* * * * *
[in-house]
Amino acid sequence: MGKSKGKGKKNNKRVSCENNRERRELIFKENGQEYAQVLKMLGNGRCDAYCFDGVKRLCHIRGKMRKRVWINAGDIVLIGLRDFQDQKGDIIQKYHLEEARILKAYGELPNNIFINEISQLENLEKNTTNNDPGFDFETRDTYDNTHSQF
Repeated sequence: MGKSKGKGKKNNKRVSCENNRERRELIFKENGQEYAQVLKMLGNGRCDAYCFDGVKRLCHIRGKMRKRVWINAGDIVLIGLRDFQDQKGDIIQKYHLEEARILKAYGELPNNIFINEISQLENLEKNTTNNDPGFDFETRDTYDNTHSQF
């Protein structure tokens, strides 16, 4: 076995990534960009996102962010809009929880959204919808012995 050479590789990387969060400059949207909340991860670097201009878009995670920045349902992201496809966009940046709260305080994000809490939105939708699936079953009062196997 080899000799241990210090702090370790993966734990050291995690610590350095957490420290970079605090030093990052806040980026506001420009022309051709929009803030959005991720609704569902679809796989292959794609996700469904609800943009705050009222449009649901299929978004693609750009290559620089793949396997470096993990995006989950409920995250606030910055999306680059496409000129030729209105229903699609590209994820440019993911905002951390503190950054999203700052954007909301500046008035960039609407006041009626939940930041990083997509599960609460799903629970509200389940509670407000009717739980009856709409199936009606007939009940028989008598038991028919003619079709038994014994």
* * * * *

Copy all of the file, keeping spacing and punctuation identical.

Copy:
[in-house]
Amino acid sequence: MGKSKGKGKKNNKRVSCENNRERRELIFKENGQEYAQVLKMLGNGRCDAYCFDGVKRLCHIRGKMRKRVWINAGDIVLIGLRDFQDQKGDIIQKYHLEEARILKAYGELPNNIFINEISQLENLEKNTTNNDPGFDFETRDTYDNTHSQF
Repeated sequence: MGKSKGKGKKNNKRVSCENNRERRELIFKENGQEYAQVLKMLGNGRCDAYCFDGVKRLCHIRGKMRKRVWINAGDIVLIGLRDFQDQKGDIIQKYHLEEARILKAYGELPNNIFINEISQLENLEKNTTNNDPGFDFETRDTYDNTHSQF
């Protein structure tokens, strides 16, 4: 076995990534960009996102962010809009929880959204919808012995 050479590789990387969060400059949207909340991860670097201009878009995670920045349902992201496809966009940046709260305080994000809490939105939708699936079953009062196997 080899000799241990210090702090370790993966734990050291995690610590350095957490420290970079605090030093990052806040980026506001420009022309051709929009803030959005991720609704569902679809796989292959794609996700469904609800943009705050009222449009649901299929978004693609750009290559620089793949396997470096993990995006989950409920995250606030910055999306680059496409000129030729209105229903699609590209994820440019993911905002951390503190950054999203700052954007909301500046008035960039609407006041009626939940930041990083997509599960609460799903629970509200389940509670407000009717739980009856709409199936009606007939009940028989008598038991028919003619079709038994014994």